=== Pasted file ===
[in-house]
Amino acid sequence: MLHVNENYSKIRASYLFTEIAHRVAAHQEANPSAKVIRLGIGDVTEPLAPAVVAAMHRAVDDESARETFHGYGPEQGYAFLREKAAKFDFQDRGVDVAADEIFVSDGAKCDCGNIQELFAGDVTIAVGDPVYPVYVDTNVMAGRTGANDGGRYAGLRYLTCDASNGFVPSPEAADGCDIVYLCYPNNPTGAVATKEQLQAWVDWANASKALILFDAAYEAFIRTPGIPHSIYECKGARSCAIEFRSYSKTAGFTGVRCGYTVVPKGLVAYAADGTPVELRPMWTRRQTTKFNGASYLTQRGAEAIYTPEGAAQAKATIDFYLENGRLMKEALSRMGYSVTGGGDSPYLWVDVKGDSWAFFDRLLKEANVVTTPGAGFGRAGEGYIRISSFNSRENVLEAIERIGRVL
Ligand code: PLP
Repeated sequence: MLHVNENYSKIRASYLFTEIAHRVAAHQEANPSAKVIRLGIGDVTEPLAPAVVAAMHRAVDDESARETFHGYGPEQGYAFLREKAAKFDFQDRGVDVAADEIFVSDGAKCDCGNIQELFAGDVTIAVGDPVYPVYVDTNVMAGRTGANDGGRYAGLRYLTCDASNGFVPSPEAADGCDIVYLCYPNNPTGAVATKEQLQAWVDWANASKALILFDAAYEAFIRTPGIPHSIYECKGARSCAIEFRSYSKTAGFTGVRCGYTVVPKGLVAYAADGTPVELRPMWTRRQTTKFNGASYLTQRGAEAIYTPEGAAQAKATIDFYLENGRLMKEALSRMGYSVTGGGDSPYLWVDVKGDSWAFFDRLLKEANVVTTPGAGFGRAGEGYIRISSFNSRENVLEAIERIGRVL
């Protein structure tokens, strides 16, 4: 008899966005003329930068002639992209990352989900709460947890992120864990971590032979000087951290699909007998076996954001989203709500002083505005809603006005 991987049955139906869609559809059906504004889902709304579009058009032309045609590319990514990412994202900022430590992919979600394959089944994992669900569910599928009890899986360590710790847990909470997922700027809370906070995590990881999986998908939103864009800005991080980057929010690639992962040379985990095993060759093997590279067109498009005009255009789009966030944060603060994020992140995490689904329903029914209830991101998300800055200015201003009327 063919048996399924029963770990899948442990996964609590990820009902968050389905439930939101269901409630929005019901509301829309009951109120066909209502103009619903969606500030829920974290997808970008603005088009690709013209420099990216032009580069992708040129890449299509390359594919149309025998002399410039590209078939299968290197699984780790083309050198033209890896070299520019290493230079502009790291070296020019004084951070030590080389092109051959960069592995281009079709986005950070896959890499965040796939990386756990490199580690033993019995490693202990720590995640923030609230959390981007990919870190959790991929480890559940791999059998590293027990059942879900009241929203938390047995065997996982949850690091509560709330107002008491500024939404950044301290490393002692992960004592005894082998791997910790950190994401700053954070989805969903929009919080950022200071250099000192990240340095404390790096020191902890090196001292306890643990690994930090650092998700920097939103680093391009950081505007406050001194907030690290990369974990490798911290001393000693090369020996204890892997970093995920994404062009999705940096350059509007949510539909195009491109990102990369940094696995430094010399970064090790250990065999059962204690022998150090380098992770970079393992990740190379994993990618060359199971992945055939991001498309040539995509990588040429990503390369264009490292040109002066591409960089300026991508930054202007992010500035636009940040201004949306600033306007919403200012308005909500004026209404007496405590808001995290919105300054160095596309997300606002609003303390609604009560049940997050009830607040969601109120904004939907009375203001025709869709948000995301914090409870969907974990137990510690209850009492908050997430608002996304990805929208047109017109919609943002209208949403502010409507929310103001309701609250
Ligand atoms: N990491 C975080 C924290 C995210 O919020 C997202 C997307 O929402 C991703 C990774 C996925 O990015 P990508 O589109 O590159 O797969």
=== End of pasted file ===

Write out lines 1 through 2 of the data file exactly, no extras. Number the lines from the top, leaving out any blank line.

[in-house]
Amino acid sequence: MLHVNENYSKIRASYLFTEIAHRVAAHQEANPSAKVIRLGIGDVTEPLAPAVVAAMHRAVDDESARETFHGYGPEQGYAFLREKAAKFDFQDRGVDVAADEIFVSDGAKCDCGNIQELFAGDVTIAVGDPVYPVYVDTNVMAGRTGANDGGRYAGLRYLTCDASNGFVPSPEAADGCDIVYLCYPNNPTGAVATKEQLQAWVDWANASKALILFDAAYEAFIRTPGIPHSIYECKGARSCAIEFRSYSKTAGFTGVRCGYTVVPKGLVAYAADGTPVELRPMWTRRQTTKFNGASYLTQRGAEAIYTPEGAAQAKATIDFYLENGRLMKEALSRMGYSVTGGGDSPYLWVDVKGDSWAFFDRLLKEANVVTTPGAGFGRAGEGYIRISSFNSRENVLEAIERIGRVL